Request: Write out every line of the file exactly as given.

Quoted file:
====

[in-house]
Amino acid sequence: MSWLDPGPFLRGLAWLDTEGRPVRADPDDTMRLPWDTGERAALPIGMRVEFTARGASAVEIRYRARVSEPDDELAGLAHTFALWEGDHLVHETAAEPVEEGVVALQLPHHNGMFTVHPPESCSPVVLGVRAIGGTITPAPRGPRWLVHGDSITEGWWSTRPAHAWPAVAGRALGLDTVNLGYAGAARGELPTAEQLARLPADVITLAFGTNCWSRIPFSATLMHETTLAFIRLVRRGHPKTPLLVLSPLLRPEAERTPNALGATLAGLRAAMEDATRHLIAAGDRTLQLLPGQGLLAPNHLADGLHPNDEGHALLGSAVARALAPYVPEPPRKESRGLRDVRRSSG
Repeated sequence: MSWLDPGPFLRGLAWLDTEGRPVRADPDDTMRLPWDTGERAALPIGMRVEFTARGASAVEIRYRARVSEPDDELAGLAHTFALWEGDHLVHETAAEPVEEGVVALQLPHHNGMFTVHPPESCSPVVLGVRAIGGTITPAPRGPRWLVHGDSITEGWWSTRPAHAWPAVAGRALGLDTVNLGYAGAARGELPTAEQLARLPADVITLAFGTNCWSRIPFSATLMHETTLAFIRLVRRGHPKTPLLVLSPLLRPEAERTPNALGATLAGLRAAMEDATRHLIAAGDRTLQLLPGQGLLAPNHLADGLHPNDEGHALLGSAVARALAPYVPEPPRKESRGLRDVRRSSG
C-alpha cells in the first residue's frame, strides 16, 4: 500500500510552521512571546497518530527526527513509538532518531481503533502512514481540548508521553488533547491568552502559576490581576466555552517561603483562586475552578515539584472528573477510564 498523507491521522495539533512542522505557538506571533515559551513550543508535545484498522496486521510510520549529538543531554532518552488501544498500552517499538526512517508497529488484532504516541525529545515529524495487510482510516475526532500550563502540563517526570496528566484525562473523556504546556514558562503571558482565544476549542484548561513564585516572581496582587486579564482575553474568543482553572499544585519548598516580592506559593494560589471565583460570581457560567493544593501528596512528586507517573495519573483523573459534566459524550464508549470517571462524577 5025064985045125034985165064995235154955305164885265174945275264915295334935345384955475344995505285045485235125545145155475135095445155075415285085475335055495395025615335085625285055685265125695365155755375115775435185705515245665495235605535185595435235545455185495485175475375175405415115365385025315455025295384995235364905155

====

[in-house]
Amino acid sequence: MSWLDPGPFLRGLAWLDTEGRPVRADPDDTMRLPWDTGERAALPIGMRVEFTARGASAVEIRYRARVSEPDDELAGLAHTFALWEGDHLVHETAAEPVEEGVVALQLPHHNGMFTVHPPESCSPVVLGVRAIGGTITPAPRGPRWLVHGDSITEGWWSTRPAHAWPAVAGRALGLDTVNLGYAGAARGELPTAEQLARLPADVITLAFGTNCWSRIPFSATLMHETTLAFIRLVRRGHPKTPLLVLSPLLRPEAERTPNALGATLAGLRAAMEDATRHLIAAGDRTLQLLPGQGLLAPNHLADGLHPNDEGHALLGSAVARALAPYVPEPPRKESRGLRDVRRSSG
Repeated sequence: MSWLDPGPFLRGLAWLDTEGRPVRADPDDTMRLPWDTGERAALPIGMRVEFTARGASAVEIRYRARVSEPDDELAGLAHTFALWEGDHLVHETAAEPVEEGVVALQLPHHNGMFTVHPPESCSPVVLGVRAIGGTITPAPRGPRWLVHGDSITEGWWSTRPAHAWPAVAGRALGLDTVNLGYAGAARGELPTAEQLARLPADVITLAFGTNCWSRIPFSATLMHETTLAFIRLVRRGHPKTPLLVLSPLLRPEAERTPNALGATLAGLRAAMEDATRHLIAAGDRTLQLLPGQGLLAPNHLADGLHPNDEGHALLGSAVARALAPYVPEPPRKESRGLRDVRRSSG
C-alpha cells in the first residue's frame, strides 16, 4: 500500500510552521512571546497518530527526527513509538532518531481503533502512514481540548508521553488533547491568552502559576490581576466555552517561603483562586475552578515539584472528573477510564 498523507491521522495539533512542522505557538506571533515559551513550543508535545484498522496486521510510520549529538543531554532518552488501544498500552517499538526512517508497529488484532504516541525529545515529524495487510482510516475526532500550563502540563517526570496528566484525562473523556504546556514558562503571558482565544476549542484548561513564585516572581496582587486579564482575553474568543482553572499544585519548598516580592506559593494560589471565583460570581457560567493544593501528596512528586507517573495519573483523573459534566459524550464508549470517571462524577 5025064985045125034985165064995235154955305164885265174945275264915295334935345384955475344995505285045485235125545145155475135095445155075415285085475335055495395025615335085625285055685265125695365155755375115775435185705515245665495235605535185595435235545455185495485175475375175405415115365385025315455025295384995235364905155